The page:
Set in 1950’s Britain, Living tells the story of Mr. Williams (Bill Nighy), a veteran civil servant who works every day in a meticulous and repetitive fashion in a government office while leading a group of colleagues to help him out. His work ethic and reputation are well known around the inner circle but the latter notice something peculiar about Williams’ demeanour.
Outside of his work life, he is a widower and he lives with his adult son. But the real shaker is that he discovers that he is diagnosed with a fatal illness. Given six to nine months to live, he decides to live the rest of his life with excitement (aided by a wonderful Tom Burke) but it does not fulfil him. But after a wonderful accompanying lunch with his spirited co-worker Margaret (Aimee Lou Wood), Williams becomes inspired to spend the rest of his days trying to bring an abandoned construction project out of limbo and onto fruition.
The prospect of remaking a renowned classic film such as Ikiru by Akira Kurosawa is a daunting one. If one were to attempt such a task, one would consider what proper reasoning would suffice for it. In the case of Living, it is a UK/Japan co-production, with producers from Japanese film studio Toho as well as Ko Kurosawa (Akira’s grandson). And it has enough interest in its standing of its storytelling (provided by acclaimed writer Kazuo Ishiguro) to provide something that is not just a carbon copy.
Thankfully, South African director Oliver Hermanus is up to the task. The film may not be up to debate in bettering the source material, but it still remains defiant and makes a very positive impression. Hermanus and Ishiguro manage to change enough of the source material to provide smart diversions in the story, making it more understated and befitting of the performances of the cast. The film dispenses of the narration of the original film and compensates it with identifiable emotions portrayed with inner life from the actors, in which involves the cast like Nighy (brilliantly taciturn and serene) and Lou Wood (enjoyably bubbly) working at their A-game.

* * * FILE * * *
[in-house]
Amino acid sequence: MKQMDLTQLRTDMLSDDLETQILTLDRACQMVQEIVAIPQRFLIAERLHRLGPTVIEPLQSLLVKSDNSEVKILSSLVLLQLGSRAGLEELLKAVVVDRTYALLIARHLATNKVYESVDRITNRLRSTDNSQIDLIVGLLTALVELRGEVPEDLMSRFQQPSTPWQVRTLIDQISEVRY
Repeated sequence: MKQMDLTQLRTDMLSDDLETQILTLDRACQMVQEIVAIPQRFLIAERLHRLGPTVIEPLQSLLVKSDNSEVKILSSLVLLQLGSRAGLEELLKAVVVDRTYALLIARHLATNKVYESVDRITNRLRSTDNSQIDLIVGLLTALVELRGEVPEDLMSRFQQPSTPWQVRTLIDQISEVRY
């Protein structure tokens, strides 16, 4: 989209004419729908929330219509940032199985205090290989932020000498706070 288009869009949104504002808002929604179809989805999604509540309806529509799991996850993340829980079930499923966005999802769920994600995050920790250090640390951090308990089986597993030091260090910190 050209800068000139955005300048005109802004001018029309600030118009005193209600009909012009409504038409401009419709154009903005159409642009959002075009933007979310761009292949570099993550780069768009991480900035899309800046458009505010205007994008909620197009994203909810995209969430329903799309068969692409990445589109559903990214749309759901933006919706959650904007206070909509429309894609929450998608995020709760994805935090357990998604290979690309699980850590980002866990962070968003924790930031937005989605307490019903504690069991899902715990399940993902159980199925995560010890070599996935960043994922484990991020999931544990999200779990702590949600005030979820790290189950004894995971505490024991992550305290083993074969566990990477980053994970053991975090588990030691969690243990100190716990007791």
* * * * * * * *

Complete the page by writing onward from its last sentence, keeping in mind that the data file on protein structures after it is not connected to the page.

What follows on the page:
Another storytelling choice is the inclusion of the character Mr. Wakeling, played by Alex Sharp. Essentially the audience surrogate of the film as well as a slight doppelganger of Williams himself, his role oddly enough becomes more prominent in the end of the film, showcasing the effect of Williams’ actions having a ripple effect that shows in Sharp’s understated performance. The change in setting and time period is also an inspired choice (as opposed to its then present-day time of Ikiru) as it provides a nostalgic charm to the proceedings; particularly in terms of memory.
Lastly, the production values contribute to the storytelling in ways that it becomes magical. The cinematography by Jamie Ramsay (who last worked on the stirring romantic drama Mothering Sunday) provides vivid contrasts between the colour of life and the monotony of it to striking effect. The musical score by Emilie Levienaise-Farrouch can be laid on heavily at times but it does effectively drive the drama through successfully while evoking a warm feeling of timeliness through its sweet melodies.
Living is an emotionally stirring and life-affirming drama that manages to stand on its own two feet whilst providing enough innovation to not be a cash-in remake of renowned source material. From the beautifully vivid cinematography, pleasantly melodic music, the smart storytelling decisions to stand out from its source material and fantastic performances notably from Bill Nighy and Aimee Lou Wood, Living is a winner.
FOUR STARS (OUT OF FIVE)
Living is screening as part of this year’s Sundance Film Festival, which is being presented virtually between January 20th and 30th, 2022. For more information head to the official Sundance page.